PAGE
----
Distinguished alumnus Prime Minister Manmohan Singh, accompanied by Oxford University Vice-Chancellor Lord Patten of Barnes, on his way to the Convocation House in
This is an emotional moment for me.
The economics we learnt at
There is no doubt that our grievances against the
This was best exemplified by the exchange Mahatma Gandhi had here at
Jawaharlal Nehru echoed this sentiment when he urged the Indian Constituent Assembly in 1949 to vote in favor of
�I wanted the world to see that India did not lack faith in herself, and that India was prepared to co-operate even with those with whom she had been fighting in the past provided the basis of the cooperation today was honorable, that it was a free basis, a basis which would lead to the good not only of ourselves, but of the world also. That is to say, we would not deny that cooperation simply because in the past we had fought and thus carry on the trail of our past karma along with us. We have to wash out the past with all its evil.�
What impelled the Mahatma to take such a positive view of
Today, with the balance and perspective offered by the passage of time and the benefit of hindsight, it is possible for an Indian Prime Minister to assert that
Of all the legacies of the Raj, none is more important than the English language and the modern school system. That is, if you leave out cricket! Of course, people here may not recognize the language we speak, but let me assure you that it is English. In indigenizing English, as so many people have done in so many nations across the world, we have made the language our own. Our choice of prepositions may not always be the Queen’s English; we might occasionally split the infinitive; and we may drop an article here and add an extra one there. I am sure everyone will agree, however, that English has been enriched by Indian creativity as well and we have given you R.K. Narayan and Salman Rushdie. Today, English in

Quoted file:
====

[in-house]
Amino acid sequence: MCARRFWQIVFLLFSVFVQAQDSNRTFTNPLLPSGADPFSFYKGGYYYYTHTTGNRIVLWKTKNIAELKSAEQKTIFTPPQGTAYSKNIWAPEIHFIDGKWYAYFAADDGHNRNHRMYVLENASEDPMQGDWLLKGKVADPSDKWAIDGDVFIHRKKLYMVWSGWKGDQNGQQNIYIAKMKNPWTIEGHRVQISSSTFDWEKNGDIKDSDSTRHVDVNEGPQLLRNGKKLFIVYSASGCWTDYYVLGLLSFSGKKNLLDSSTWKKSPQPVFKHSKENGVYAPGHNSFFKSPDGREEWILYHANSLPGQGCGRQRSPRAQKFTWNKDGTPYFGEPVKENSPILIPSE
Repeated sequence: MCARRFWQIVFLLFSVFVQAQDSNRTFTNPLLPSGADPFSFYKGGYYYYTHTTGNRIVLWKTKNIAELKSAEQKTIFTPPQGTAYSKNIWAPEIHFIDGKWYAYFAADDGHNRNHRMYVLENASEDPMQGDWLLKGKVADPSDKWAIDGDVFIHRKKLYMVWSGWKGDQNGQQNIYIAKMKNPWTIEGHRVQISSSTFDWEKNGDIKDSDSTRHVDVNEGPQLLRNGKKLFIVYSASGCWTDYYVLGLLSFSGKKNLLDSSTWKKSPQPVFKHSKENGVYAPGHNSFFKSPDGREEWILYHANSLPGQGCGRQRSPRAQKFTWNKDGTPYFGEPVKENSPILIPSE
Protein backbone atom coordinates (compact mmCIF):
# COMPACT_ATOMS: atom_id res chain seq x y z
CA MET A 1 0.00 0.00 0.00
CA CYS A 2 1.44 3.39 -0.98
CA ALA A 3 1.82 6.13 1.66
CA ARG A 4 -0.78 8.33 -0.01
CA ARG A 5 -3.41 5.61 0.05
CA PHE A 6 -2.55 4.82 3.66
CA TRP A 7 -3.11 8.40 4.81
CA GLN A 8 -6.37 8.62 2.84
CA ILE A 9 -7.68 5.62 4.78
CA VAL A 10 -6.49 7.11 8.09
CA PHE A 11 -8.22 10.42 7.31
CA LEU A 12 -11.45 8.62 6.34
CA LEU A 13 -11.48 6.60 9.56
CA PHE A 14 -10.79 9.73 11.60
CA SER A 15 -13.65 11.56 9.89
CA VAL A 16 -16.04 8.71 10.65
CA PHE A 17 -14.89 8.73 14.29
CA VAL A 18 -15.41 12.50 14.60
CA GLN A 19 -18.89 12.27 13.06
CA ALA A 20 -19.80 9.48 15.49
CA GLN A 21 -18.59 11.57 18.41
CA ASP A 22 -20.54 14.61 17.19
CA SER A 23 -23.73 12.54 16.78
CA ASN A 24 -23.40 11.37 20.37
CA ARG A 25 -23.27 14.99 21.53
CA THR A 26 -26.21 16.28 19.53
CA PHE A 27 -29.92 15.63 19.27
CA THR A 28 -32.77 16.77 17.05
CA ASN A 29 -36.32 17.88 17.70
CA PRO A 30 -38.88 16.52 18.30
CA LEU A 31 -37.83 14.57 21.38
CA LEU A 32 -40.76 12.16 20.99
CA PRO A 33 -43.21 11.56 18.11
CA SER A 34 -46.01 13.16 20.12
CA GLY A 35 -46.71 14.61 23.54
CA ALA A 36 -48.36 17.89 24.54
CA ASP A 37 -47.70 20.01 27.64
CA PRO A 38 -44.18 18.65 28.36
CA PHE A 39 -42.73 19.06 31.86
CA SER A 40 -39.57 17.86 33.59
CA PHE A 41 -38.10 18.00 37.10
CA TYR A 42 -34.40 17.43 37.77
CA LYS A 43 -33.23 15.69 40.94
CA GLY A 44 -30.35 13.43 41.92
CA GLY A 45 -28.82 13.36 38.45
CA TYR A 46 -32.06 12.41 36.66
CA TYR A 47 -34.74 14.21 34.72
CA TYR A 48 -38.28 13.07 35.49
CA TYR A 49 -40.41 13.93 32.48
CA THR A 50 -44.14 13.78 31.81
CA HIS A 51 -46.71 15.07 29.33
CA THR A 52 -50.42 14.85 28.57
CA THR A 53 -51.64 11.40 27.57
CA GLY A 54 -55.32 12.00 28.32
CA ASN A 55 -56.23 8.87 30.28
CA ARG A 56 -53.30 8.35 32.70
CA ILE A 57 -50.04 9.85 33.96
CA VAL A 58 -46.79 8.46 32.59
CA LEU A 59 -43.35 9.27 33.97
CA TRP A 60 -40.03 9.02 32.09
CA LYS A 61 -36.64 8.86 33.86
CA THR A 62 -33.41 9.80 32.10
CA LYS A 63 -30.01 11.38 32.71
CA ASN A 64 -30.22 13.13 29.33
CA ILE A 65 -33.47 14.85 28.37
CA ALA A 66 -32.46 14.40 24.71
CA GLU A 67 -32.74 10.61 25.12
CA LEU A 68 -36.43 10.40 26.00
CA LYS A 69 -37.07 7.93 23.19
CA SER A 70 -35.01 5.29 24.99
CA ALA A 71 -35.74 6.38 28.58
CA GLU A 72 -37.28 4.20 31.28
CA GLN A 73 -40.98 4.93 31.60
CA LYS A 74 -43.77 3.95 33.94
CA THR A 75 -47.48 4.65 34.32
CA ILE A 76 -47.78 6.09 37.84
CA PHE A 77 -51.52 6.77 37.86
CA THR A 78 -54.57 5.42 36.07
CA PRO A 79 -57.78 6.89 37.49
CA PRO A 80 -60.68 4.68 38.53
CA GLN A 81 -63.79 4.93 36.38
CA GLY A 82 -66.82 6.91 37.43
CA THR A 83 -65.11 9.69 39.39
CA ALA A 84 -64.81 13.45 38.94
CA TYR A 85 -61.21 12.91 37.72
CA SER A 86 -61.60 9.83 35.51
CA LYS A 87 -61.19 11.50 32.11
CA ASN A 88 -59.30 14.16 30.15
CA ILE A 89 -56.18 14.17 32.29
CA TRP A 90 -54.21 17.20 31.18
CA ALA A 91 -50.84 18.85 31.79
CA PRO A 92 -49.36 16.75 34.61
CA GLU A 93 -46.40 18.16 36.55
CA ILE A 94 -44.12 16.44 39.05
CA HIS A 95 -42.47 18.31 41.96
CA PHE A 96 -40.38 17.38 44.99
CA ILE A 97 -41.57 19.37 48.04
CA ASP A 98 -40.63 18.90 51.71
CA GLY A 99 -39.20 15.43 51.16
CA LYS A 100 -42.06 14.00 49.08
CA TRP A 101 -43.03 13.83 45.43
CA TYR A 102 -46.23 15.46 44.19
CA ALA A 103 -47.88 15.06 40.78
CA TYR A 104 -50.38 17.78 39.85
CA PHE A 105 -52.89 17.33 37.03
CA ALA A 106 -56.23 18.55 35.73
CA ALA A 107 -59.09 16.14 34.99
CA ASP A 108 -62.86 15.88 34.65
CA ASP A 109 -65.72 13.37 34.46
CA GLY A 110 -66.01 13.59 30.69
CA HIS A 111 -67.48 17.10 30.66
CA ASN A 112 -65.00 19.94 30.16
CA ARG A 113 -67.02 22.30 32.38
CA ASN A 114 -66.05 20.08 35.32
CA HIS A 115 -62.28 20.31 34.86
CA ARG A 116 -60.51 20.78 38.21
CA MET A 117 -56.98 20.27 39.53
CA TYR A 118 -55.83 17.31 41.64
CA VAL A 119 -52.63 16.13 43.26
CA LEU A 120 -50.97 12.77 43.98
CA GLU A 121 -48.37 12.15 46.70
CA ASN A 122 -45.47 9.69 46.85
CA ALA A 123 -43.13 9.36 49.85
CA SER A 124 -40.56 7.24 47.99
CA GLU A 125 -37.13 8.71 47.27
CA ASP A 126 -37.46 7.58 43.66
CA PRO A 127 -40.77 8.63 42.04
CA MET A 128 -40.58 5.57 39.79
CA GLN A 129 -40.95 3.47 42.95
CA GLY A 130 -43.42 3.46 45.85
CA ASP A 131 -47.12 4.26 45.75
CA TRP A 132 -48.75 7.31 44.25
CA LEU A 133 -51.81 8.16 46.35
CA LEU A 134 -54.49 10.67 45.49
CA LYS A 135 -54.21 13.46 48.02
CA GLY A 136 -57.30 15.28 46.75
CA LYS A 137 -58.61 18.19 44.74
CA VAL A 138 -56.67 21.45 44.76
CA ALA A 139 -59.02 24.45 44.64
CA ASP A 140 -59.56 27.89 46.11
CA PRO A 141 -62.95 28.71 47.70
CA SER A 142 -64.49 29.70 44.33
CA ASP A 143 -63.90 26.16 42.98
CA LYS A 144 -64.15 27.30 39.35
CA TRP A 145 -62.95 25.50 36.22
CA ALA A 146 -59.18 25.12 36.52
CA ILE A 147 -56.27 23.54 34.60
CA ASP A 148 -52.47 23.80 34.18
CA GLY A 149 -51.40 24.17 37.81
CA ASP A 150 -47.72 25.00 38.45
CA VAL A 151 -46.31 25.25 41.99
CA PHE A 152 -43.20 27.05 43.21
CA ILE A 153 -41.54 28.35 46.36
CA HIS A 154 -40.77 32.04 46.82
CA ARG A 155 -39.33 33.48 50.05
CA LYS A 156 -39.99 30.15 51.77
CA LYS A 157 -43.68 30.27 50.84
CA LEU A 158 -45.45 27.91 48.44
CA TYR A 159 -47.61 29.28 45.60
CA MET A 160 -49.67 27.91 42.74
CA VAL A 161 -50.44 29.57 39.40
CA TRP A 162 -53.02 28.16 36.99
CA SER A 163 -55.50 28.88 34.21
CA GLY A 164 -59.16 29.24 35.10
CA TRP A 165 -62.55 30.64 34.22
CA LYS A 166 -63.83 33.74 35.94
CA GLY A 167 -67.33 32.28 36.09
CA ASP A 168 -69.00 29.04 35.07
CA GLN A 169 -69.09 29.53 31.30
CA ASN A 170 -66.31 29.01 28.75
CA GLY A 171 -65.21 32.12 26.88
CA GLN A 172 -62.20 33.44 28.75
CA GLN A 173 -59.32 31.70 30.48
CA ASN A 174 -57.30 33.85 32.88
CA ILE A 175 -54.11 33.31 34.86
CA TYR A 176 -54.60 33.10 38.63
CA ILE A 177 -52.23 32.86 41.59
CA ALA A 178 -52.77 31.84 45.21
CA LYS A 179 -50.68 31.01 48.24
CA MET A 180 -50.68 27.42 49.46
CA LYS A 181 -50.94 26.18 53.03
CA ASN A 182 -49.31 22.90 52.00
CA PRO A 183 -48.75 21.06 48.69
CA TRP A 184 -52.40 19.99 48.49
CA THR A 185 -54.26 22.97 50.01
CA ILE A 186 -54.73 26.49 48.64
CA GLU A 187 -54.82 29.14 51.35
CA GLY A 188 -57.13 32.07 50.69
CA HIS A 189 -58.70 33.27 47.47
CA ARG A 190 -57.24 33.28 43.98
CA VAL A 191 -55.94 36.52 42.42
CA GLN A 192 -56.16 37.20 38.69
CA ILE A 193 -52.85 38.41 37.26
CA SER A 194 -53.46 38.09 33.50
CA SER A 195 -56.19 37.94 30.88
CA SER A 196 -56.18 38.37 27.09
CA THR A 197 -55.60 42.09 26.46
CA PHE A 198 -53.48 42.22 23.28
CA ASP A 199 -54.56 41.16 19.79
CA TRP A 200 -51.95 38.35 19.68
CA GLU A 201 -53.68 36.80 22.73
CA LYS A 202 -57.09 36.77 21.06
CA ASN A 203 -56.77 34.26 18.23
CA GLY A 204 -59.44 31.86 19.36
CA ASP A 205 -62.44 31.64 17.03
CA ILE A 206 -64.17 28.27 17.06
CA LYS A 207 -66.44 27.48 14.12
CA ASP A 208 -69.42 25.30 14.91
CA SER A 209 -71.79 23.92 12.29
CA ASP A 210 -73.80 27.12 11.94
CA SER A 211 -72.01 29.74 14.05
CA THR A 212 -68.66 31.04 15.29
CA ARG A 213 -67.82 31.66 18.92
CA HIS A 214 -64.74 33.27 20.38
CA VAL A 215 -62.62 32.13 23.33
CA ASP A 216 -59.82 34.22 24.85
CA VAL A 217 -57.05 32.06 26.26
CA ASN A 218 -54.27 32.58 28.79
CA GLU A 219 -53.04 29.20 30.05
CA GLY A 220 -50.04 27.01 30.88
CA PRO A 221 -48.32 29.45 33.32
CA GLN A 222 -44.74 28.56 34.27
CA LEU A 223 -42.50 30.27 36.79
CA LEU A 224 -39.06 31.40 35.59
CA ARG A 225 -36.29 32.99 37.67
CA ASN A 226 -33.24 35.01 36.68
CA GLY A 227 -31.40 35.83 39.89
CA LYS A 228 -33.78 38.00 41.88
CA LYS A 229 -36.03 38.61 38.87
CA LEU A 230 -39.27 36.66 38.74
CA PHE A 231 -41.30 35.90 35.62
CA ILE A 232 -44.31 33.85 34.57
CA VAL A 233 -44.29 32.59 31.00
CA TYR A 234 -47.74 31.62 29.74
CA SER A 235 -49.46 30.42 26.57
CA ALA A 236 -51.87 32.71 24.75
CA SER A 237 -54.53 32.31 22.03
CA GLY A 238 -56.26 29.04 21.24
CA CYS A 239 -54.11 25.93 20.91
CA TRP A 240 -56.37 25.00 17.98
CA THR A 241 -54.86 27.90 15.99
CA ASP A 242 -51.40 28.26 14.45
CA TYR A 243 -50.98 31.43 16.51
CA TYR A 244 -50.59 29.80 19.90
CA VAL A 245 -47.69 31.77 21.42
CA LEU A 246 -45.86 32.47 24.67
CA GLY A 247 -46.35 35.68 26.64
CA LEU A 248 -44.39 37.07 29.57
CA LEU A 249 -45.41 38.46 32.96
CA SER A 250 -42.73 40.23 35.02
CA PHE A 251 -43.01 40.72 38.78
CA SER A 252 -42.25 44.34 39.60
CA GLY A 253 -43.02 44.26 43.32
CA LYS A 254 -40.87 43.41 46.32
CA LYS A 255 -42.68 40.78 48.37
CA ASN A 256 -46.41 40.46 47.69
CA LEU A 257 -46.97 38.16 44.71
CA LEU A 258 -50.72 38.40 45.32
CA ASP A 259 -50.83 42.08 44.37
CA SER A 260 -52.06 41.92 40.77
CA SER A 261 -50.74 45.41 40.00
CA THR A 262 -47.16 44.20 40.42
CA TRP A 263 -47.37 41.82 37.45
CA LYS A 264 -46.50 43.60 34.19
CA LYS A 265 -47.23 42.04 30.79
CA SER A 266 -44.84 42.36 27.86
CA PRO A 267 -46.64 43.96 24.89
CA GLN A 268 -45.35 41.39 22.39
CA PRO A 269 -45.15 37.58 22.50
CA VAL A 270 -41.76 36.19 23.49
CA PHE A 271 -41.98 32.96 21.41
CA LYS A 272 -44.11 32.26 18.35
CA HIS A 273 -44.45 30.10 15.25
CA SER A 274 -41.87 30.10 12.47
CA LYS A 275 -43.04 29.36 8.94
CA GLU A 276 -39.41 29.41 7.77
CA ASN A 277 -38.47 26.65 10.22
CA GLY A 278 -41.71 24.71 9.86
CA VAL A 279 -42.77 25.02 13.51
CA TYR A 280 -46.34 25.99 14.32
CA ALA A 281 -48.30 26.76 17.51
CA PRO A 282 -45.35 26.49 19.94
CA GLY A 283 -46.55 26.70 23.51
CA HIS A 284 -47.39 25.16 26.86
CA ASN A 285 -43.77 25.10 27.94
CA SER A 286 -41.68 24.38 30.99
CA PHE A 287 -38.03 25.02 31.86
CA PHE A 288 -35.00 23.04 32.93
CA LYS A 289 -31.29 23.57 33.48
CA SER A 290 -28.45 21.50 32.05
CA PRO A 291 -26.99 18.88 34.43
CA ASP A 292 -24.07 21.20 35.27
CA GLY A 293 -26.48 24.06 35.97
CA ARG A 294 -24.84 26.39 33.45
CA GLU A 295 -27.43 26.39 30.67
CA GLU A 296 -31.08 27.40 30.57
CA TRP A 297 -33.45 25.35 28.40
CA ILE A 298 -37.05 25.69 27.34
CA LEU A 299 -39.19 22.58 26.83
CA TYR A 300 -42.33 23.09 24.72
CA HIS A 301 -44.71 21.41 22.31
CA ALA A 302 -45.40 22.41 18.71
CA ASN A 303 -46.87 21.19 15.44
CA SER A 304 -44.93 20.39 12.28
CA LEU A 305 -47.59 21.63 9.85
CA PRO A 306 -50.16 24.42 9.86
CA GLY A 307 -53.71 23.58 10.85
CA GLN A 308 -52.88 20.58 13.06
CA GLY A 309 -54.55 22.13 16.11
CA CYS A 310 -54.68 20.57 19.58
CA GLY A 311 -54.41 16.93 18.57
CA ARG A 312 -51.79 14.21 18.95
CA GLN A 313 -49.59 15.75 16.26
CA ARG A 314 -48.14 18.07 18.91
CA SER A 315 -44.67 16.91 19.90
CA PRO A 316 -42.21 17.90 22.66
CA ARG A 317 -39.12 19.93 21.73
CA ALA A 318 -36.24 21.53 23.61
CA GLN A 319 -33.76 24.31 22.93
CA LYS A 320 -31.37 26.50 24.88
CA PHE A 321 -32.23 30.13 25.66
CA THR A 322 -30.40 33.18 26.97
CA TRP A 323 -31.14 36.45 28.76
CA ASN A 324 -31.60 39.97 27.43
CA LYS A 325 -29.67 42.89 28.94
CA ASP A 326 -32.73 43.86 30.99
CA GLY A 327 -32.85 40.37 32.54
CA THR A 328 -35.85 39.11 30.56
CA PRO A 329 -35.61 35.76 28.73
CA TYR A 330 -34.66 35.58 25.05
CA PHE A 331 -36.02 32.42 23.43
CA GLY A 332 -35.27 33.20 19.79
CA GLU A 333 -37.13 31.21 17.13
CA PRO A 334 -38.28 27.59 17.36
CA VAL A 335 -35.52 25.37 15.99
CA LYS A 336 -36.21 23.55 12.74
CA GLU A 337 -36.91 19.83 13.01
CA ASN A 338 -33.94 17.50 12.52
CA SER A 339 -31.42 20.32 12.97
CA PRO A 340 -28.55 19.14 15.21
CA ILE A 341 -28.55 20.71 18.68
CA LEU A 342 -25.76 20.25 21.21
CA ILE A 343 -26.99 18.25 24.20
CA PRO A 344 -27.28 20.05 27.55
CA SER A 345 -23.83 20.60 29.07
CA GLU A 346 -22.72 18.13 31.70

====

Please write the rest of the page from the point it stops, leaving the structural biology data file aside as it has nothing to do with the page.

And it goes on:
The idea of
The idea of
It used to be said that the sun never sets on the
To see the India-British relationship as one of give and take at the time he first did was an act of courage and statesmanship. It was, however, also an act of great foresight. As we look back and also look ahead, it is clear the Indo-British relationship is one of give and take. The challenge before us today is to see how we can take this mutually beneficial relationship forward in an increasingly inter-dependent world.
I wish to end by returning to my alma mater.
the fact that the Spalding professorship was held by two very distinguished Indians: Dr. S. Radhakrishnan, who later became the President of